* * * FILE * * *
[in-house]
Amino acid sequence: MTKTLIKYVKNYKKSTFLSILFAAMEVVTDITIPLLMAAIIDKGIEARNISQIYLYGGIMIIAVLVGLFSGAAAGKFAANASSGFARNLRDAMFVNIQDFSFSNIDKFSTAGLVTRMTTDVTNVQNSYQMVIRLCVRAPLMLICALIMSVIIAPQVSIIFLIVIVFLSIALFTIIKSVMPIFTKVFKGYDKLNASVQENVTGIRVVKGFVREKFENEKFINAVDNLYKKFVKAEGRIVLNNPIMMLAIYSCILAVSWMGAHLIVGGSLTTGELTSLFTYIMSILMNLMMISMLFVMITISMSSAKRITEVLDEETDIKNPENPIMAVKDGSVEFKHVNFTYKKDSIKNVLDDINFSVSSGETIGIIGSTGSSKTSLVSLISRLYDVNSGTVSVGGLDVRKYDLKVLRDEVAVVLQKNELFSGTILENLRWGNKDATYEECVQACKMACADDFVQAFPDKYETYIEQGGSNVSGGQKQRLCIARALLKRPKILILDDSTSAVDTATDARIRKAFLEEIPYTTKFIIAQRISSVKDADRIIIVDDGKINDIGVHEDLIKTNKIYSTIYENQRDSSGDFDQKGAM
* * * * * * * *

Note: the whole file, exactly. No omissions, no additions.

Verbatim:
[in-house]
Amino acid sequence: MTKTLIKYVKNYKKSTFLSILFAAMEVVTDITIPLLMAAIIDKGIEARNISQIYLYGGIMIIAVLVGLFSGAAAGKFAANASSGFARNLRDAMFVNIQDFSFSNIDKFSTAGLVTRMTTDVTNVQNSYQMVIRLCVRAPLMLICALIMSVIIAPQVSIIFLIVIVFLSIALFTIIKSVMPIFTKVFKGYDKLNASVQENVTGIRVVKGFVREKFENEKFINAVDNLYKKFVKAEGRIVLNNPIMMLAIYSCILAVSWMGAHLIVGGSLTTGELTSLFTYIMSILMNLMMISMLFVMITISMSSAKRITEVLDEETDIKNPENPIMAVKDGSVEFKHVNFTYKKDSIKNVLDDINFSVSSGETIGIIGSTGSSKTSLVSLISRLYDVNSGTVSVGGLDVRKYDLKVLRDEVAVVLQKNELFSGTILENLRWGNKDATYEECVQACKMACADDFVQAFPDKYETYIEQGGSNVSGGQKQRLCIARALLKRPKILILDDSTSAVDTATDARIRKAFLEEIPYTTKFIIAQRISSVKDADRIIIVDDGKINDIGVHEDLIKTNKIYSTIYENQRDSSGDFDQKGAM